Kluczynski purportedly mentioned "fundamentalists" as well, but he didn't delve into additional details surrounding what, exactly, he meant by the label. Trowbridge told TheBlaze that he was shocked that others in the room didn't react more fervently to the insinuations being made during the presentation.
"What I found a little stunning was that it really didn't catch the attention of many there," he said.
But that wasn't all. The trainer also apparently went on to say that it was the election of a black president that also spawned sovereign citizen sentiment. And he questioned whether or not officers would be ready to go after "illegal" weapons, if needed. Here's the portion of the undersheriff's letter that explains these details:
While Kluczynski emphasized that sovereign citizens have a right to their beliefs, he was clearly teaching that the groups he had listed should be watched by law enforcement and should be treated with caution because of their potential to assault law enforcement. Kluczynski explained why he believed these groups were dangerous saying they were angry over the election of a black president. When someone in the group suggested the failing economy was probably much more to blame, Kluczynski intimated that those who are not going along with the changes in America will need to be controlled by law enforcement. Kluczynski even later questioned some of the troopers present if they were willing and prepared to confiscate “illegal” weapons if ordered to.
Trowbridge told TheBlaze that he's a Christian, which is why Kluczynski's reported comments about believers were so perplexing to him. The undersheriff said that he reads the Bible daily and that he tries to live it out in practice. With that in mind, he seemed perplexed that authorities would assume Christians are more prone to being sovereign citizen enthusiasts.
"We're taught to pay our taxes. We're taught to be in authority of those over us. We're to obey the law unless it conflicts with God's law," he continued.
Of particular note, Trowbridge said that he would have written off the claims had Kluczynski simply said that they were rooted in his own personal views. But the sentiments were apparently approached as though they were fact.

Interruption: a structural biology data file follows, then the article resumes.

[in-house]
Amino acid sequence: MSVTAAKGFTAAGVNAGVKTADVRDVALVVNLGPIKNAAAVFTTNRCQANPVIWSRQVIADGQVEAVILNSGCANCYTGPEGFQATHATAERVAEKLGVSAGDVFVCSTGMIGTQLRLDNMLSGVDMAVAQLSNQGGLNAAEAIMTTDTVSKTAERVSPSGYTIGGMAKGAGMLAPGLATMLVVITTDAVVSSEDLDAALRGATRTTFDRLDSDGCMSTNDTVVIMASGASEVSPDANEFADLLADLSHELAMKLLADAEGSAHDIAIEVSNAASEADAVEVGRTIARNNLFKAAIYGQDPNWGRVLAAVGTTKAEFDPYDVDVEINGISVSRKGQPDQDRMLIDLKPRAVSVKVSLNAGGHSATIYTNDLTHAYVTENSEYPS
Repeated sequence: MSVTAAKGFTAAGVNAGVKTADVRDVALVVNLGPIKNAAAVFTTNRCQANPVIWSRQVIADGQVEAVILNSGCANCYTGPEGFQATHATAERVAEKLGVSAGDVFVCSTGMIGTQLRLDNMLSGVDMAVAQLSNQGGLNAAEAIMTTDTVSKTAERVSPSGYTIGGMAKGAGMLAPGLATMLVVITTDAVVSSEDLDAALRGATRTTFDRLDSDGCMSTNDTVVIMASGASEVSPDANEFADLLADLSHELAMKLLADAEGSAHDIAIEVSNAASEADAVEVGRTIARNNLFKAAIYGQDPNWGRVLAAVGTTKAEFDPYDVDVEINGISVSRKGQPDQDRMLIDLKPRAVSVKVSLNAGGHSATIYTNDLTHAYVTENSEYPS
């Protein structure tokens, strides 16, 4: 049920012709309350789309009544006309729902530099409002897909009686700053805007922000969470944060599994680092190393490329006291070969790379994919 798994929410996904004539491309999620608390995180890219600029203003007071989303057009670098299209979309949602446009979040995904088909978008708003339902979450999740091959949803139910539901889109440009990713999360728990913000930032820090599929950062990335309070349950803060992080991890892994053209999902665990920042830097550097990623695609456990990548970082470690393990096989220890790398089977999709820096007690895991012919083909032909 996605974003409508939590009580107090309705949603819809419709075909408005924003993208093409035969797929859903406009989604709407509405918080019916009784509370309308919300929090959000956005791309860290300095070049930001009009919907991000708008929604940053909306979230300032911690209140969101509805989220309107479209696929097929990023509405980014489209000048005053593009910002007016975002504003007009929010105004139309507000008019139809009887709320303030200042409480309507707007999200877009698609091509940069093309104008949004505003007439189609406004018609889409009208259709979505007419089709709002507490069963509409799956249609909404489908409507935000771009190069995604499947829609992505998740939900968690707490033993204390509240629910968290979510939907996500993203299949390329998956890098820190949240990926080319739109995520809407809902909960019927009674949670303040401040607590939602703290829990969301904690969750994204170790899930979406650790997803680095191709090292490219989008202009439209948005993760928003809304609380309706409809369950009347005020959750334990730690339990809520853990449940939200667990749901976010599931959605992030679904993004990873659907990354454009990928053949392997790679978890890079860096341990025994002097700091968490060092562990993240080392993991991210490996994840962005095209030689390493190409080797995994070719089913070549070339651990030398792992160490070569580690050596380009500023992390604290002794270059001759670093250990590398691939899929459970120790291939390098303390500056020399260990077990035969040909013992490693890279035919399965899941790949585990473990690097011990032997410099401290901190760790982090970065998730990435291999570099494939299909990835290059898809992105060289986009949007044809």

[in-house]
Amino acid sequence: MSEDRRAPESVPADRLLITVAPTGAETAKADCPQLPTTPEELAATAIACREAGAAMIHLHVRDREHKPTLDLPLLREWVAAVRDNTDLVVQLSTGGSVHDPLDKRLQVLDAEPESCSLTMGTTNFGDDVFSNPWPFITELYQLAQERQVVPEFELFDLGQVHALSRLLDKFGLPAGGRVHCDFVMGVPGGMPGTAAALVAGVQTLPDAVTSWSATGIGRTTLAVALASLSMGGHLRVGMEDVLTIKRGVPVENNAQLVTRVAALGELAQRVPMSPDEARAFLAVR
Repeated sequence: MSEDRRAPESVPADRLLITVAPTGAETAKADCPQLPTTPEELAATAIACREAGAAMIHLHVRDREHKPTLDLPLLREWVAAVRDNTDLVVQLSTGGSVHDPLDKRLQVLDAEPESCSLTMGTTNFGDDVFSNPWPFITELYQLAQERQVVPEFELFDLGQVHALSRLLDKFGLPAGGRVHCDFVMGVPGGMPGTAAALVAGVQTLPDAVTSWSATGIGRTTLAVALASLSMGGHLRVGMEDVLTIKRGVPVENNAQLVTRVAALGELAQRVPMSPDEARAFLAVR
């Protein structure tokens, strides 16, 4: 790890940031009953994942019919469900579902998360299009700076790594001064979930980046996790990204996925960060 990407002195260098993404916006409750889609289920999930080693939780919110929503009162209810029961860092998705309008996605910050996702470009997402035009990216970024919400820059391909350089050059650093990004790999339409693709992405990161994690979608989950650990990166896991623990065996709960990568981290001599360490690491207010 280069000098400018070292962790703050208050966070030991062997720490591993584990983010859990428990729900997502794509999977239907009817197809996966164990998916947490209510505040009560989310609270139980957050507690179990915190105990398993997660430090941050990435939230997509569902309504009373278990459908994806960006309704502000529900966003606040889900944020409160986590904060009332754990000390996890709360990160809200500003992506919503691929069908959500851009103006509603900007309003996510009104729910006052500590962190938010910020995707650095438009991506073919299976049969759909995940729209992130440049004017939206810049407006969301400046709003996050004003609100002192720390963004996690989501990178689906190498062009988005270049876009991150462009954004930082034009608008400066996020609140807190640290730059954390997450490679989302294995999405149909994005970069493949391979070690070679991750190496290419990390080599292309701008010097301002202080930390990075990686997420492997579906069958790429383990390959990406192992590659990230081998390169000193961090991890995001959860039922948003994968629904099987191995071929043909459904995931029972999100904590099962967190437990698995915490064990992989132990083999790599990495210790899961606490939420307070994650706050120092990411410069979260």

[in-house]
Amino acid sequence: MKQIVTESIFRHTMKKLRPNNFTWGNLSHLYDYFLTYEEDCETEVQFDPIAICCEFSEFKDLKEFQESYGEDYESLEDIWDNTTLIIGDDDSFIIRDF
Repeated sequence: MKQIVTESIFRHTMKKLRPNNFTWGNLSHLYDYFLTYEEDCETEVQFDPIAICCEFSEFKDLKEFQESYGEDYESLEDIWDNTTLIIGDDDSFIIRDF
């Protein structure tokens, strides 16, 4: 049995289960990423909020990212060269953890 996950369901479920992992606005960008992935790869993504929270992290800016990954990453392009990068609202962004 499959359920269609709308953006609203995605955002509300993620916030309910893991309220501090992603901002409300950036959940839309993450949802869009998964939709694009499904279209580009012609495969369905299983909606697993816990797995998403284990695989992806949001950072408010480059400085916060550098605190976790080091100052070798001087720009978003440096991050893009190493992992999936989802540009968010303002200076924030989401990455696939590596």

"He said he gets his information from Homeland Security -- and it was on his PowerPoint," he continued, noting that it seemed as though the Department of Homeland Security endorsed these ideologies.
Trowbridge also shared that Kluczynski told the group that he would be leaving the State Patrol to take a job with Homeland Security in the coming days.
TheBlaze has reached out to Kluczynski, Colorado State Patrol and DHS for comment. We have been unable to contact Kluczynski, however a representative for DHS told us the department is looking into the incident and will respond as soon as possible.
UPDATE II: After DHS released a brief statement (see below), the Colorado State Patrol sent the following note to TheBlaze:
A law enforcement training class offered by the Colorado State Patrol on April 1, 2013, in southeastern Colorado has come under scrutiny from one of its attendees, a local county undersheriff. The specific assertion was that the Colorado State Patrol would target members of certain religious or political ideologies.
We have spoken to several officers who attended this same training and have verified that none of them interpreted the instructor’s comments in the manner described by the undersheriff. We regret that he misrepresented the training material in a way that clearly is not the position of the Colorado State Patrol.
UPDATE: Around 3:30 p.m. ET, DHS issued the following response to TheBlaze:
The training referenced in the Undersheriff’s letter was not done in coordination with DHS and no DHS training materials were part of the prepared presentation. DHS provides law enforcement around the country with access to training that focuses on the behaviors and indicators of violent behavior, regardless of the ideology that may motivate it.